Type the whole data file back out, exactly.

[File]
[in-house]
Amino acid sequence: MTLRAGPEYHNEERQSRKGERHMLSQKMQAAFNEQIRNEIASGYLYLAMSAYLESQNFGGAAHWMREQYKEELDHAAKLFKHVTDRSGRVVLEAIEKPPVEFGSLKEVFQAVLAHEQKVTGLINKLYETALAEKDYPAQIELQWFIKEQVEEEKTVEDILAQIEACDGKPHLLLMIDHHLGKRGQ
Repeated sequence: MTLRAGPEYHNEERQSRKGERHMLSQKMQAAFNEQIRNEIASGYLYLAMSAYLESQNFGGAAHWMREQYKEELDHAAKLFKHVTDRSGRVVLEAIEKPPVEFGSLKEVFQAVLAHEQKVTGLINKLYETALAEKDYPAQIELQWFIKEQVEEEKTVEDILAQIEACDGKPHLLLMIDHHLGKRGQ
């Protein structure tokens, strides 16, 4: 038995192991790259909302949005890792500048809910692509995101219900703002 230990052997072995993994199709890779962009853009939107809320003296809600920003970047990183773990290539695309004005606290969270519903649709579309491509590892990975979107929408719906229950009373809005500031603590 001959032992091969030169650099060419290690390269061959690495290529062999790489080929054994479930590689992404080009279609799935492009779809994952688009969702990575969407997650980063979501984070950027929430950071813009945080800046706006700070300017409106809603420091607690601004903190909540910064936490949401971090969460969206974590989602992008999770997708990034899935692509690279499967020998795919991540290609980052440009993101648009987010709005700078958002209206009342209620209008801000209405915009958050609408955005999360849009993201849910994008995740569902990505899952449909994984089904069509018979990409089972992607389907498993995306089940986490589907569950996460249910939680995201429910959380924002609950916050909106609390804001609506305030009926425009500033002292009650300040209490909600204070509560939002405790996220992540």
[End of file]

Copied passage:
[in-house]
Amino acid sequence: MTLRAGPEYHNEERQSRKGERHMLSQKMQAAFNEQIRNEIASGYLYLAMSAYLESQNFGGAAHWMREQYKEELDHAAKLFKHVTDRSGRVVLEAIEKPPVEFGSLKEVFQAVLAHEQKVTGLINKLYETALAEKDYPAQIELQWFIKEQVEEEKTVEDILAQIEACDGKPHLLLMIDHHLGKRGQ
Repeated sequence: MTLRAGPEYHNEERQSRKGERHMLSQKMQAAFNEQIRNEIASGYLYLAMSAYLESQNFGGAAHWMREQYKEELDHAAKLFKHVTDRSGRVVLEAIEKPPVEFGSLKEVFQAVLAHEQKVTGLINKLYETALAEKDYPAQIELQWFIKEQVEEEKTVEDILAQIEACDGKPHLLLMIDHHLGKRGQ
């Protein structure tokens, strides 16, 4: 038995192991790259909302949005890792500048809910692509995101219900703002 230990052997072995993994199709890779962009853009939107809320003296809600920003970047990183773990290539695309004005606290969270519903649709579309491509590892990975979107929408719906229950009373809005500031603590 001959032992091969030169650099060419290690390269061959690495290529062999790489080929054994479930590689992404080009279609799935492009779809994952688009969702990575969407997650980063979501984070950027929430950071813009945080800046706006700070300017409106809603420091607690601004903190909540910064936490949401971090969460969206974590989602992008999770997708990034899935692509690279499967020998795919991540290609980052440009993101648009987010709005700078958002209206009342209620209008801000209405915009958050609408955005999360849009993201849910994008995740569902990505899952449909994984089904069509018979990409089972992607389907498993995306089940986490589907569950996460249910939680995201429910959380924002609950916050909106609390804001609506305030009926425009500033002292009650300040209490909600204070509560939002405790996220992540």